How I Organize My Digital Life

This is written in response to a post of the same title that my friend did on her blog: normally I would’ve responded in the comments, but it seemed like such a fun concept for a post that I felt like doing my own write-up.
In a similar vein, I am fairly immersed in the Apple ecosystem, though not entirely: my primary machine is a Macbook Pro running OS X Yosemite, and I’ve also got an iPhone 6 to which I am attached. However, a lot of my sync services are handled elsewhere – I use OneDrive, Dropbox, and my own server(s), as well as Google Calendar and a variety of email services.
For the apps that keep me organized, though, the list is as follows:


Apps that I use on both my Macbook and my iPhone.
1. Calendar. Mine is a multicolored mess, but each color corresponds to a calendar for specific things. My main Google Calendar is full of obligations – work, club meetings, classes. I’ve got an iCloud calendar of practice time and meals, things that are important but not quite as critical, another iCloud calendar for my free time, and another that I use for stuff that I might do. Plus, three calendars stored on my school’s Exchange server, which I use to keep track of the hours for the dining hall, the campus mail room, and office hours of my professors.1
2. Things. I wound up with this app after it was part of a bundle of software I bought at one point, and I’ve been using it ever since. The sync is well-done, and I enjoy having a ‘per day’ sort of system rather than the specific-time setup that Apple’s native Reminders app uses.
3. Pocket. The Share extension in iOS is beautifully-implemented, and the service is very reliable. I tend to binge-add, and then read through things slowly. Pocket is what I use for all of my linked-lists style content.2
4. Excel. I use spreadsheets to keep track of my budget and which classes I’m going to take and when. They’re intense spreadsheets.
5. Day One. Not technically for keeping organized but more for keeping sane, I use Day One as my journal of choice. Every day, about an hour before I go to bed, I’ll write up anything notable that happened that day. I’m outsourcing my memory.
6. Dropbox. To be honest, I almost forgot about this one because of how seamless it is. Dropbox is the glue that binds my life together and I could not function without it.3
7. myHomework. It’s technically possible to do everything that myHomework does using a combination of other apps on this list, but the ease-of-use of having it all in one place is worth it to me. Especially considering that I’m taking about a billion classes and I need to keep track of what project is for what class.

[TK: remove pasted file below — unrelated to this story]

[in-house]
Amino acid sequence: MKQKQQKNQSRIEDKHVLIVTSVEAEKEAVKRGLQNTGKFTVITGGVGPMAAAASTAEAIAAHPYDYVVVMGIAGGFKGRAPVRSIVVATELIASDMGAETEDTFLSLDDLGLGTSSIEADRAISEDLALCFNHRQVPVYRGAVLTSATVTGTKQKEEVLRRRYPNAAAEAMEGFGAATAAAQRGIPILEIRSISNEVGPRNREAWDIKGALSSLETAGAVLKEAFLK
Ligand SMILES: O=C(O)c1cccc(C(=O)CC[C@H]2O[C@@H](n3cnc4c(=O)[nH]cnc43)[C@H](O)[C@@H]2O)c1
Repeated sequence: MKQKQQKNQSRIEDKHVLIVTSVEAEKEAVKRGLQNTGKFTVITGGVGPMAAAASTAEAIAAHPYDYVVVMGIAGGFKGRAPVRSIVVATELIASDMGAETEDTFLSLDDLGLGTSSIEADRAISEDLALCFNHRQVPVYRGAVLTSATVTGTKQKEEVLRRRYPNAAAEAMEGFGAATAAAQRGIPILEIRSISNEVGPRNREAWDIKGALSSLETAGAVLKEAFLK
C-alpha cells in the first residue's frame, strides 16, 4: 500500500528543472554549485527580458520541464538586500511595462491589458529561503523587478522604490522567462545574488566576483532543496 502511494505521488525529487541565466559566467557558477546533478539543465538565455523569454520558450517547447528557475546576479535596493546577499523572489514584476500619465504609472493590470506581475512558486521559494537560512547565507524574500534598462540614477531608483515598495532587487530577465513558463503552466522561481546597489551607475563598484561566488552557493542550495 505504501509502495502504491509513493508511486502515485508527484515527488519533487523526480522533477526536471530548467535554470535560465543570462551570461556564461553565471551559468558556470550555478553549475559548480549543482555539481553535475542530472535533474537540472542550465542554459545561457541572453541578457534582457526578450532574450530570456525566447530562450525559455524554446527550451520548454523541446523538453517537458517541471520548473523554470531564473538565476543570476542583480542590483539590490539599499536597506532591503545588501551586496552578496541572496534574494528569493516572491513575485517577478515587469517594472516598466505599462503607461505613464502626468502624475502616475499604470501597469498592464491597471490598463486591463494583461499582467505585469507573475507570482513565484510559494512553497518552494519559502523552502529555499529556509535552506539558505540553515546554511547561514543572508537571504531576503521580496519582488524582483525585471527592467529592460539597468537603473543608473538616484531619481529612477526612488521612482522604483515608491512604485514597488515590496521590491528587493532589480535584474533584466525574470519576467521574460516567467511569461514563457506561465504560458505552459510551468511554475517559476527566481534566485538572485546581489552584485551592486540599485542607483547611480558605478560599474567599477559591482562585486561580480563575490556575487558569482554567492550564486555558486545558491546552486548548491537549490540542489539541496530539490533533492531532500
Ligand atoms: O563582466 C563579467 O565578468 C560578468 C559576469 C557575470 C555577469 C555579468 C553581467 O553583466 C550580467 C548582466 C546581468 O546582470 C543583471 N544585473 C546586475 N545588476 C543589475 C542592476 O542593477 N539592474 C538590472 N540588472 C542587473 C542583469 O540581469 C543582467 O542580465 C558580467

8. Mint. It’s got less functionality than my bank’s website does (in terms of what I can actually do with accounts and stuff) but it’s helpful to put my balance next to the balance on my student loans. Keeps things in perspective.


Not available on my iPhone, unfortunately.
1. Airmail 2.4 Email is an important thing that I use a lot. Airmail 2 is host to all 8 of the email addresses – spread across six different email servers – that I use regularly.5
2. Ulysses. I do all of my writing in Markdown6 and Ulysses is my favorite editor out of all of the ones that I’ve tried. It’s got a few idiosyncrasies, but half the time they’re features that I enjoy – the footnotes, for example, are wonderfully executed. And when I say I like it, I mean “I have more than 50,000 words written in it to date.”7


Those things that are iPhone-only.
1. Outlook. The best mail app I could find that supports my varied email providers. It’s actually a pretty good app, too, not just a ‘the only thing that would work’ – I’ve got one or two things I would change, but it’s all fairly well-implemented.
2. Health. I somehow became one of those Quantified Self people, to some degree or another. I’ve been on the iOS 9 beta for a while, and I really enjoy the Health-native support for water tracking. I also using Withings HealthMate to put in my pulse sometimes, because why not, and Lose It! to track what I’m eating.8

So yeah, that’s how I keep myself organized. It’s a complicated system, but it works for me.

  1. There’s no central place where all professors list their office hours, which I find strange. It’s an idea I’m fiddling with as a potential for a capstone project in my computer science major. 
  2. The Daring Fireball-style quotes-with-links posts I’ve been doing a lot of lately. 
  3. It’s gotten to the point that I now install it on the computer I use in the Computer Science lab, in spite of the fact that the machine has Deep Freeze on it. Long story short, I install and sign in to Dropbox at least once a week in that lab. And it is worth it
  4. Apparently they’ve got an iOS app coming out soon. I am very excited. 
  5. Don’t ask why I have that many functional email addresses. It just… happened. 
  6. John Gruber has been more of an influence in my life than I thought. Hmm. 
  7. I’m guesstemating here, but I’ve got about 100,000 words stored in it overall and I did anywhere from 30,000-50,000 of that in other editors and later imported them into my Ulysses file structure. 
  8. Fun fact: I started using Lose It! during the fall of last year, not because I felt like I needed to lose weight, but because I needed a reminder to eat enough that I wasn’t starving myself. I forgot to schedule myself time to eat meals. Whoops.